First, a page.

12

Verbatim debunked here: http://urbanlegends.about.com/od/automobiles/a/pumping_gas.htm The physical view: Slow tanking claim and half full tanking claim have the same fallacy: While driving, the fuel/air system in your tank will be thorougly agitated from the vibrations of driving. We can assume the air inside the tank is fully saturated. Vapor pressure ...


10

Remember that all service stations have their storage tanks buried below ground. ... which means they have approximately constant temperature over the day (see table in Georgios Florides and Soteris Kalogirou: Measurements of Ground Temperature at Various Depths). As for the economic loss by due to the vapor: The strategy of tanking half full doesn't ...


9

A good starting point for information about this topic is The Gasoline Wars Chemical & Engineering News, vol. 87, pages 20-21. First, when shell says "nitrogen-enriched", it does not mean that nitrogen itself (such as dinitrogen in air) is added to the gasoline. Instead, it means that an amine detergent compound is added to the gasoline. Secondly, ...


8

This is an experiment which has been conducted many times in different places around the world, with strikingly similar results. The US was probably first, driven both by a desire to reduce lead exposure, but also because lead poisons the catalytic converters which were required to reduce CO and NOx emissions. There are many studies documenting the results ...


8

Yes, tanks of gasoline can explode, given the right conditions. The Quebec town of lac Megantic was recently flattened by a number of huge explosions from derailed cars carrying light crude. (And not big-flamey-Hollywood explosions but kill-hundreds-of-people explosions). One of the reasons given for the explosions was that the "oil was more volatile than ...


5

Gasoline needs to be combined with an oxidizing compound, such as oxygen in air to explode. Gasoline vapors mixed with the correct amount of air will explode. At atmospheric pressure and room temperature (except for a spark), gasoline/air mixtures will explode if the percent by volume gasoline is between 1.2% and 7.1%. See https://www.mathesongas.com/...


4

Does E15 fuel damage cars newer than 2001 that are not certified for E15? The Data Says No. While there's much debate on E15, the actual research into E15 on non-E15 cars appears to fall on the "no risk of damage" side. Much of the anti-E15 side appears to be speculation and anecdote and risk aversion with few actual controlled tests. The Department Of ...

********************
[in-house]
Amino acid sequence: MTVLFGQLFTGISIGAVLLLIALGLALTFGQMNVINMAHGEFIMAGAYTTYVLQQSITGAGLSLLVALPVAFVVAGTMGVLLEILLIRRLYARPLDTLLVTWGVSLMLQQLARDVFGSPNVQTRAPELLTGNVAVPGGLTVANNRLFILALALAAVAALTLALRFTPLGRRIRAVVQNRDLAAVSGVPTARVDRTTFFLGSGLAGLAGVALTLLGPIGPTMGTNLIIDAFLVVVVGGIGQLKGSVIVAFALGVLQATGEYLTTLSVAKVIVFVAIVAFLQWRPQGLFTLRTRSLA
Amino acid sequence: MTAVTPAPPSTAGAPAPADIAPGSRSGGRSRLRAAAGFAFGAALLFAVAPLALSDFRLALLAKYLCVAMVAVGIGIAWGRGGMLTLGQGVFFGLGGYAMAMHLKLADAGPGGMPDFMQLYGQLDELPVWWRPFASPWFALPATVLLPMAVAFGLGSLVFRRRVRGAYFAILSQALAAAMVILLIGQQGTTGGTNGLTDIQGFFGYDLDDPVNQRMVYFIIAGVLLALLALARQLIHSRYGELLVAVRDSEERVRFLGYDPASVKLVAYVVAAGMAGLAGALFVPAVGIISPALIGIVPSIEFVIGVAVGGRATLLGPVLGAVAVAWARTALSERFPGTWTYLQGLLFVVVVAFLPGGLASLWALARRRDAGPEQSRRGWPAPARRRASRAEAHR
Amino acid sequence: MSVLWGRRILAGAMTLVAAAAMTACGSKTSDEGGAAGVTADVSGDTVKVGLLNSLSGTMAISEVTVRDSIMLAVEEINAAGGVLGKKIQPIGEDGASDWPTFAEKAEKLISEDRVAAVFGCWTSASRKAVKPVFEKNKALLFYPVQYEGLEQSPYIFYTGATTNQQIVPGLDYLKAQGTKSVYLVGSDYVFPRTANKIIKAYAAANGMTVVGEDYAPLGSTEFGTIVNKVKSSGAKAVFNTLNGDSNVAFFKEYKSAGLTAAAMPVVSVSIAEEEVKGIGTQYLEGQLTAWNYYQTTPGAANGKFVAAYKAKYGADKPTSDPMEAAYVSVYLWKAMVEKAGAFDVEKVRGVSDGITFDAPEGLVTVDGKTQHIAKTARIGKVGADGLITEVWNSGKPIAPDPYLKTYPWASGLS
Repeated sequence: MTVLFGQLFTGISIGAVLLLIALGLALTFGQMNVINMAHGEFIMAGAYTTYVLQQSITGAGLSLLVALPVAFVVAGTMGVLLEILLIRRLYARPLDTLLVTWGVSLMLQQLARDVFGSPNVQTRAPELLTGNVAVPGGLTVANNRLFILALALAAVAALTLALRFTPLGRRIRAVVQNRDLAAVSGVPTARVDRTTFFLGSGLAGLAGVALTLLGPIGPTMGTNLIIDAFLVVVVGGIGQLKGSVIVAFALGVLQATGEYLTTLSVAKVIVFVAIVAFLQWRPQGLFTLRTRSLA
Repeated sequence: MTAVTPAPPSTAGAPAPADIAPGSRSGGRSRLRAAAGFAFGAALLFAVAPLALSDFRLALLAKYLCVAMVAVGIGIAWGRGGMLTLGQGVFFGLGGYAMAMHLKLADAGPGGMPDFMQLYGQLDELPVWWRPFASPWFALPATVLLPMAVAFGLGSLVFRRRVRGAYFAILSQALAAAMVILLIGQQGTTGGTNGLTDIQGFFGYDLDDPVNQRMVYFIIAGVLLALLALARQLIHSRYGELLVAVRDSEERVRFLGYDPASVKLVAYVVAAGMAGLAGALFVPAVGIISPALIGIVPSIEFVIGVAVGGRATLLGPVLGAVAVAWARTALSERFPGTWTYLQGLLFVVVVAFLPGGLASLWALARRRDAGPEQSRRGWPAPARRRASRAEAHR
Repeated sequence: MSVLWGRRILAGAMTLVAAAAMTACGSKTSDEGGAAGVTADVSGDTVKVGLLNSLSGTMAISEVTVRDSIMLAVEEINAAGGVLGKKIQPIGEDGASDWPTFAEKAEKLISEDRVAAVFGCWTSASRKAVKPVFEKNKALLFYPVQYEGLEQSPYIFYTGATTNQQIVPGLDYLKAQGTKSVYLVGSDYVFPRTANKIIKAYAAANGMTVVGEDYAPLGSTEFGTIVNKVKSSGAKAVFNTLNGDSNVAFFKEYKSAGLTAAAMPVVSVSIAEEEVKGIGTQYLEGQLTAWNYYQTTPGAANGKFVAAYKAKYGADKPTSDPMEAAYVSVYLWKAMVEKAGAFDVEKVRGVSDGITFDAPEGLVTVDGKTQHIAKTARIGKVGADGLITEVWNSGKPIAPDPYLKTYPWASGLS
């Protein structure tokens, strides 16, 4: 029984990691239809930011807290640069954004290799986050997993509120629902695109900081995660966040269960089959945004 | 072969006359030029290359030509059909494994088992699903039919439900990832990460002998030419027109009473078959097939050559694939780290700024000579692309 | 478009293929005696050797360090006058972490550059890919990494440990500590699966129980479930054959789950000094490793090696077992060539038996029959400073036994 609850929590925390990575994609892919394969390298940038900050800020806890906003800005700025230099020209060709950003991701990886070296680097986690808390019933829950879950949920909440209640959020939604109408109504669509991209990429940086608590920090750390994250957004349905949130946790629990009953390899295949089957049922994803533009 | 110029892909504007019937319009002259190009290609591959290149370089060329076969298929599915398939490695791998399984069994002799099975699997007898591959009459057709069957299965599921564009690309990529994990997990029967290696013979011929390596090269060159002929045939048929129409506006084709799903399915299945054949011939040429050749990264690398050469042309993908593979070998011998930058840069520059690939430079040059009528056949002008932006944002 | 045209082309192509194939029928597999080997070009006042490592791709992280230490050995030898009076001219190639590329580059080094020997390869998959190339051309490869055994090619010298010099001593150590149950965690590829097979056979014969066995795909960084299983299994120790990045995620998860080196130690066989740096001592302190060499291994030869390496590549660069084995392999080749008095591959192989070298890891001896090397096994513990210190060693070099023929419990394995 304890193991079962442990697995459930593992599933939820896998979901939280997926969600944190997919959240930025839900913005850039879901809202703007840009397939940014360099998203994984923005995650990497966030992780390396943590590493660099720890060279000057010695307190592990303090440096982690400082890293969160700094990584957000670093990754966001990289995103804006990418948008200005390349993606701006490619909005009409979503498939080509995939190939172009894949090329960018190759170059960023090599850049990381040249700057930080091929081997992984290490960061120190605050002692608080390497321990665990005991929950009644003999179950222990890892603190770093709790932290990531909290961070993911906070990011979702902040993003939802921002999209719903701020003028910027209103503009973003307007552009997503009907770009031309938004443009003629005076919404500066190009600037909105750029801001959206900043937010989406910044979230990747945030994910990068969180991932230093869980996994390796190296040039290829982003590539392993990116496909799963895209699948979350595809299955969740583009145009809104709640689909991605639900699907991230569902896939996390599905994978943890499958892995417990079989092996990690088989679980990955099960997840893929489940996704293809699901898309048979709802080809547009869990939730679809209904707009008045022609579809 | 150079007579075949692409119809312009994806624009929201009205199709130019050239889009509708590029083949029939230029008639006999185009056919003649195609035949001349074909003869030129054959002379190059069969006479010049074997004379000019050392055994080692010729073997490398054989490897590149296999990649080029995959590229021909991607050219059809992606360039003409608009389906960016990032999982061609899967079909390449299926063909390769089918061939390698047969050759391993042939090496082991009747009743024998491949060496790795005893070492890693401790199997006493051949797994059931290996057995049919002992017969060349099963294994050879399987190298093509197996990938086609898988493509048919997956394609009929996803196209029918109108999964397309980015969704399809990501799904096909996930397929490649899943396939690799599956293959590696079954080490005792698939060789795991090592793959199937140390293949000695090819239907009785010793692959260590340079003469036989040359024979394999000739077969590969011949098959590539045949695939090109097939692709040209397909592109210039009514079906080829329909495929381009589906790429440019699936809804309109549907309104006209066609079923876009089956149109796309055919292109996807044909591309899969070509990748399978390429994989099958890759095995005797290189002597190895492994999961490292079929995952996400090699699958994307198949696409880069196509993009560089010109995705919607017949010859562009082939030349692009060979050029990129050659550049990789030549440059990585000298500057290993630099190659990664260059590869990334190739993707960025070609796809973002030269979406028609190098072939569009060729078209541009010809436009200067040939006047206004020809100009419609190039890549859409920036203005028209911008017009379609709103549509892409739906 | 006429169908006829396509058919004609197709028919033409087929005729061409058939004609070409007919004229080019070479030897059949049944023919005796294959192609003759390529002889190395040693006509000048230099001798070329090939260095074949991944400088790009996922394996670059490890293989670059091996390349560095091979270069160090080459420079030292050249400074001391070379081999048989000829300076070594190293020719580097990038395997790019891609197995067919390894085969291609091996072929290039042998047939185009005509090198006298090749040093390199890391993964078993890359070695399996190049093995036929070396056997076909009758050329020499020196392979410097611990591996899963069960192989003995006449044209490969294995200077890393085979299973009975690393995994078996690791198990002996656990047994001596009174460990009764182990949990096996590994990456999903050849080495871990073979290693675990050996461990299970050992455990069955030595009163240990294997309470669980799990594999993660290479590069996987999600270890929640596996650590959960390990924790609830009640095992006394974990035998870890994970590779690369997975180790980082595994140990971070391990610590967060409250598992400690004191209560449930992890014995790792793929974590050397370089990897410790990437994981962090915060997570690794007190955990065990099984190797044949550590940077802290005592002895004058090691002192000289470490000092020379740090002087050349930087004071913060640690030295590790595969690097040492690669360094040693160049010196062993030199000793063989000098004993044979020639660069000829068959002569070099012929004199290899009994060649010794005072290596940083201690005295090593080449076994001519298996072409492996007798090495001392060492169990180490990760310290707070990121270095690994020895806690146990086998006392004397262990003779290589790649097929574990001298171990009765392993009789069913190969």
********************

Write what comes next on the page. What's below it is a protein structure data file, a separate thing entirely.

4

At least one source says yes. This is an example for 2014 Hondas: Fewer than 1% off all cars on the road in North America today are true "Flex Fuel" vehicles. [...] Filling your Honda car or motorcycle with E15 ethanol blend gasoline will void the vehicle's factory warranty; while eventually damaging your engine and exhaust system. -"...


2

According to The Gasoline Wars Chemical & Engineering News, vol. 87, pages 20-21, there are differences in the detergent content of gasolines. The 2009 article stated: detergent levels dropped far enough earlier this decade that in 2004, automakers BMW, General Motors, Honda, and Toyota got together to create a standard for gasoline detergents called ...


2

As you note, the flammability limit requires a mix of fuel and oxygen (mostly oxygen) in order to have a fire, and that means that there's only two ways in which this can happen, and neither really fit your scenario: The container actually has to be almost empty so that it's filled with a mixture of a lot of air, and a very small amount of fuel, most of it ...


1

As a starting point, this is what I found in regards to 85 vs. 87 in Colorado: http://www.denverpost.com/2006/10/16/some-knock-states-lower-octane-levels/ Research several years ago from the American Petroleum Institute showed that lower air pressure at higher altitudes allows vehicles to perform as well with 85 octane as they would with 87 at lower ...


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